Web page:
We are proud to announce the fourth quarter B-P Successories winners for the 2020-21 school year:
- Erin Loatman
- Jason Kruger
- McKayla Brunelle
- Rick Wallace
- Amy Wurz
Junior high school life skills teacher Erin Loatman will receive a personal day, which Superintendent Stephen Tomlinson will cover. Jason Kruger, McKayla Brunelle, Rick Wallace, and Amy Wurz will all receive B-P Yeti Travel mugs. Please read below to hear why each of these five amazing B-P employees were chosen to win a Successories Award this quarter:
Erin Loatman is a veteran teacher who has spent 19 of her 22 years in education at B-P. This is her seventh year as junior high school life skills teacher, but she says she “has taught special education in a self-contained setting at every grade level and in every building.”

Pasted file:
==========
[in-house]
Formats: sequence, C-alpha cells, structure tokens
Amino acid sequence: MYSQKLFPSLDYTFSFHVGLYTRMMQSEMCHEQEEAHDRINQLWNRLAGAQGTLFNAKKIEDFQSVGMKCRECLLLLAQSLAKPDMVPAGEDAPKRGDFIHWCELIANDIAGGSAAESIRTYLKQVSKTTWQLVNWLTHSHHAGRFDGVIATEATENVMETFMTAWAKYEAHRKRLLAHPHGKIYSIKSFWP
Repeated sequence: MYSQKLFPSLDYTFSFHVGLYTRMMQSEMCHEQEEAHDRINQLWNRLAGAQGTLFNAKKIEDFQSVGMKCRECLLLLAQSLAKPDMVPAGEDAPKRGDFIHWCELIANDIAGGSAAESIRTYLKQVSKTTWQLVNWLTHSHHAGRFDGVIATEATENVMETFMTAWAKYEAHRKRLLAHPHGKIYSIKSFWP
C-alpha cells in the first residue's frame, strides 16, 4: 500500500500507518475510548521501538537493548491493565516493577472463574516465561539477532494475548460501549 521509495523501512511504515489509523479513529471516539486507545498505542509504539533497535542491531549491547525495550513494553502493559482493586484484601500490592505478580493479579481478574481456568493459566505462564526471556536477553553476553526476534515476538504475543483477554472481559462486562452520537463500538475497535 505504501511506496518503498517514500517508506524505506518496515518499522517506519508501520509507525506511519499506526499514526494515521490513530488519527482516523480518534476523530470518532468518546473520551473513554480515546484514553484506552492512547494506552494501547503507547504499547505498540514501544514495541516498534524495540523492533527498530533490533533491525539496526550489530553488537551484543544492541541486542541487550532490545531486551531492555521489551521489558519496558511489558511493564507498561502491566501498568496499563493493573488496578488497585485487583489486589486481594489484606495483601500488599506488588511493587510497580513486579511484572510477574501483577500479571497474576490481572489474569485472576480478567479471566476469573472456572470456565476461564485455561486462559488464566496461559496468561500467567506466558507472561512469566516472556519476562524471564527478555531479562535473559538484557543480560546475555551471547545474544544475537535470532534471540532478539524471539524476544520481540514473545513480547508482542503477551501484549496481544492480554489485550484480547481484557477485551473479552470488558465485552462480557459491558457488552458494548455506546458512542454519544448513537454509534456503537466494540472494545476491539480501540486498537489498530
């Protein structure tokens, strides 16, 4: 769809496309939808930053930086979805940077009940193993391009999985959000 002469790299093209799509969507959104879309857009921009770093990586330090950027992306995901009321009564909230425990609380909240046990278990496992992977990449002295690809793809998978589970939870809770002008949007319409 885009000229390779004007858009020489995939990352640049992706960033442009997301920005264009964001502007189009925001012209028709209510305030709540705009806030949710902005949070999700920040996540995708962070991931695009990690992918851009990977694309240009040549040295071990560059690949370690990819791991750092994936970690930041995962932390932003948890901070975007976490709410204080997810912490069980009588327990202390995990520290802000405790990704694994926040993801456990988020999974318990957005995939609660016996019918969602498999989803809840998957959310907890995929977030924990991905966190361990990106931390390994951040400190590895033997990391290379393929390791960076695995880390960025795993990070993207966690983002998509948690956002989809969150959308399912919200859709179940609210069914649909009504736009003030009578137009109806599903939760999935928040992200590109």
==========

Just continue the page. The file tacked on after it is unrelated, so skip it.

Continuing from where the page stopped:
Loatman’s nomination came from the parent of one of her students who wanted to thank her for making her daughter “feel like a valuable member of the B-P community by organizing all of her push-ins and pull-outs and encouraging connections and inclusion with all of the teachers.”
“As a parent of a child with learning challenges, I worry about her feeling like (as she calls it) ‘a normal teenager,’” the nomination continued. “I want to thank you for all that you do to help her feel confident and accepted. You have been our miracle worker through her junior high experience at B-P.”
Loatman said she feels “so lucky to be able to work with students and their families for multiple years, although it does make it difficult when it is time for them to move on and we have to say goodbye.” She also noted that since the junior and senior high school levels are now on the same campus, it will be much easier for her to keep in touch and watch the progress of her students.